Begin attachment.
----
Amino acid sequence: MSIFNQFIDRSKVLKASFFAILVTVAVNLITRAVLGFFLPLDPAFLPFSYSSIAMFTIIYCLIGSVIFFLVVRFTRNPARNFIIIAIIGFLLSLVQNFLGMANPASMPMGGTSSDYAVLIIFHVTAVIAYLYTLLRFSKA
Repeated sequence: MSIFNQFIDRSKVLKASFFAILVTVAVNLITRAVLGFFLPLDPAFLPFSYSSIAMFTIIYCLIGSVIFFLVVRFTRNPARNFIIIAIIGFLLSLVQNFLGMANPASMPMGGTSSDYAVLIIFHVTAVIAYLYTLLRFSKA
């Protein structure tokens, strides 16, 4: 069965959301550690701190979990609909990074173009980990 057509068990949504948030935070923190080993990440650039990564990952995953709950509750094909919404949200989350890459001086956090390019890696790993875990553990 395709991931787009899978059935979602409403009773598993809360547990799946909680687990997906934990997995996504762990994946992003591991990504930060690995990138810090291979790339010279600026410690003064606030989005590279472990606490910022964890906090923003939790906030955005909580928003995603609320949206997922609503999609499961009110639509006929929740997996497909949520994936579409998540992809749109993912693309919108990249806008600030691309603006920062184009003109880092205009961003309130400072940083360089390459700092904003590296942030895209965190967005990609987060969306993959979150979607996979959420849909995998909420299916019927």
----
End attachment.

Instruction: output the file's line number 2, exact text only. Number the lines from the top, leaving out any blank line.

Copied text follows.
Repeated sequence: MSIFNQFIDRSKVLKASFFAILVTVAVNLITRAVLGFFLPLDPAFLPFSYSSIAMFTIIYCLIGSVIFFLVVRFTRNPARNFIIIAIIGFLLSLVQNFLGMANPASMPMGGTSSDYAVLIIFHVTAVIAYLYTLLRFSKA